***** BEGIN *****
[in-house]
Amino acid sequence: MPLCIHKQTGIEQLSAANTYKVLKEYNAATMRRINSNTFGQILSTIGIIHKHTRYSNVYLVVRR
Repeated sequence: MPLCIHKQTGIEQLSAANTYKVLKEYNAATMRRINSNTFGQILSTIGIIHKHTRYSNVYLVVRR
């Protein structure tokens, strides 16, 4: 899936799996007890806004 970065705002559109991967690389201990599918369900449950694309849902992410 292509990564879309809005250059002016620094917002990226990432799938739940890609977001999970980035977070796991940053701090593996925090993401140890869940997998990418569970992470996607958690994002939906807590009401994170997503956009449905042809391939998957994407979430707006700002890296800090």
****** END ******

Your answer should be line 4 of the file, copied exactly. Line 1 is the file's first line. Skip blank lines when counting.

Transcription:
């Protein structure tokens, strides 16, 4: 899936799996007890806004 970065705002559109991967690389201990599918369900449950694309849902992410 292509990564879309809005250059002016620094917002990226990432799938739940890609977001999970980035977070796991940053701090593996925090993401140890869940997998990418569970992470996607958690994002939906807590009401994170997503956009449905042809391939998957994407979430707006700002890296800090």